Since the start of transformers immersed in refrigerating liquid, the fluid traditionally used has been mineral oil. However, in recent decades, efforts have been joined in the search for alternatives with a lower environmental impact and which also satisfy the technical requirements of insulation and refrigeration in the transformers. Currently, insulating vegetable oils are available in the market, which may have lower environmental impact during their use and final disposition; nevertheless, their high cost and short time of use have limited their massive application.

This work presents the thermal behavior evaluation of two distribution transformers at different powers immersed in dielectric vegetable oil, comparing their performance with that of two constructively equal transformers immersed in mineral oil. The results obtained reveal that the transformers comply with the requirements of existing standards.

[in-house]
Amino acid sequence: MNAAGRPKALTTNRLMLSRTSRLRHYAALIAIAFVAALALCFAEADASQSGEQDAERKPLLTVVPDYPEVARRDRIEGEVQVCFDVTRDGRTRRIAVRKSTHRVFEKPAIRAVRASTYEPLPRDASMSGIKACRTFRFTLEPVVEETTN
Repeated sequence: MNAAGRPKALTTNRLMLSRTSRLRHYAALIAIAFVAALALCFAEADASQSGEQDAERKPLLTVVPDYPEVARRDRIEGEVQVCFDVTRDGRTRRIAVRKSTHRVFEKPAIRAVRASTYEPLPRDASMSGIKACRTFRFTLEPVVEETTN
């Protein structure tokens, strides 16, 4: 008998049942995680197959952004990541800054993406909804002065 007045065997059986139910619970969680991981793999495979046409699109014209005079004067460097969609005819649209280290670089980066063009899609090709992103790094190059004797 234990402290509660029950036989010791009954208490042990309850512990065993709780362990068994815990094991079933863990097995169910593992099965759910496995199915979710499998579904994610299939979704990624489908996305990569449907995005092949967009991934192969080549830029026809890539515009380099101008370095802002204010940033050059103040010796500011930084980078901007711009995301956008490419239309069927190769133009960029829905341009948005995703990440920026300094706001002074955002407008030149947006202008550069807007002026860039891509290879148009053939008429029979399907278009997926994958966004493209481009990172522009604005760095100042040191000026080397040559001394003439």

Keywords: Distribution transformers, mineral oil, vegetable oil, natural ester, FEM, temperature measurement, thermal behavior.


INTRODUCTION

Currently, transformers immersed in liquid mainly employ mineral oils given their proven good service performance and their relatively low cost when compared to other alternatives present in the market. However, mineral oils have certain limitations like their low flashpoint, which conditions its use in indoor environments, and its low biodegradation, which may cause a high environmental impact during its use or final disposition.

In recent years, the environmental aspect has become important and development of clean and technically functional technologies is of high demand. With the development of vegetable oils for use in electrical equipment, an alternative appears with advantages regarding safety and the environment [1-5]. Nonetheless, many questions arise when adopting this new technology: Is it necessary to redesign the transformer? How is the final disposition of these oils handled? Are these fluids compatible with the transformer's internal materials? Are they viable from the economic point of view? In this respect, several studies have been undertaken, mainly by manufacturers of these oils and by some research institutions and universities [6-15].